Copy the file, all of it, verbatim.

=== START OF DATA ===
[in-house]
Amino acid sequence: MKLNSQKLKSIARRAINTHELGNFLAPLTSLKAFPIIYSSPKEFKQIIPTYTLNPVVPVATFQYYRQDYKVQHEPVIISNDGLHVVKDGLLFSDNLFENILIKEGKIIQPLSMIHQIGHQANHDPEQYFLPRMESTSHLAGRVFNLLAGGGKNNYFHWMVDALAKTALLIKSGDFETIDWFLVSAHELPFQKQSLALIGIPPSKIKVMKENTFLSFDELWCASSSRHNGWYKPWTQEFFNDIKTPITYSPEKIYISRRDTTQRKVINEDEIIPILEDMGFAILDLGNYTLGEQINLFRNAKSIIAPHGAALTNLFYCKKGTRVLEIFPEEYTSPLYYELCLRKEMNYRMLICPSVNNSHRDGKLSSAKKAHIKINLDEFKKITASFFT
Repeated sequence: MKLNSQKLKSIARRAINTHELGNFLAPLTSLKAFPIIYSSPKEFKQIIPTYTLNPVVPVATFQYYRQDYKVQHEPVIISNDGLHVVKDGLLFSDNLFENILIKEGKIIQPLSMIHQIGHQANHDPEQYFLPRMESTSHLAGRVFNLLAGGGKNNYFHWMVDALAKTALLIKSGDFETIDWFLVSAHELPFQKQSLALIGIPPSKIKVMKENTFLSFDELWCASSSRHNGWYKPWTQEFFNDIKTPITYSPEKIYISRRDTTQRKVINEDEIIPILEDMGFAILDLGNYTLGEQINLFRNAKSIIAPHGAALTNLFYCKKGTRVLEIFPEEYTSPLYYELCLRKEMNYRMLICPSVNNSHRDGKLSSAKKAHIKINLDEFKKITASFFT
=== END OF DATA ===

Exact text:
[in-house]
Amino acid sequence: MKLNSQKLKSIARRAINTHELGNFLAPLTSLKAFPIIYSSPKEFKQIIPTYTLNPVVPVATFQYYRQDYKVQHEPVIISNDGLHVVKDGLLFSDNLFENILIKEGKIIQPLSMIHQIGHQANHDPEQYFLPRMESTSHLAGRVFNLLAGGGKNNYFHWMVDALAKTALLIKSGDFETIDWFLVSAHELPFQKQSLALIGIPPSKIKVMKENTFLSFDELWCASSSRHNGWYKPWTQEFFNDIKTPITYSPEKIYISRRDTTQRKVINEDEIIPILEDMGFAILDLGNYTLGEQINLFRNAKSIIAPHGAALTNLFYCKKGTRVLEIFPEEYTSPLYYELCLRKEMNYRMLICPSVNNSHRDGKLSSAKKAHIKINLDEFKKITASFFT
Repeated sequence: MKLNSQKLKSIARRAINTHELGNFLAPLTSLKAFPIIYSSPKEFKQIIPTYTLNPVVPVATFQYYRQDYKVQHEPVIISNDGLHVVKDGLLFSDNLFENILIKEGKIIQPLSMIHQIGHQANHDPEQYFLPRMESTSHLAGRVFNLLAGGGKNNYFHWMVDALAKTALLIKSGDFETIDWFLVSAHELPFQKQSLALIGIPPSKIKVMKENTFLSFDELWCASSSRHNGWYKPWTQEFFNDIKTPITYSPEKIYISRRDTTQRKVINEDEIIPILEDMGFAILDLGNYTLGEQINLFRNAKSIIAPHGAALTNLFYCKKGTRVLEIFPEEYTSPLYYELCLRKEMNYRMLICPSVNNSHRDGKLSSAKKAHIKINLDEFKKITASFFT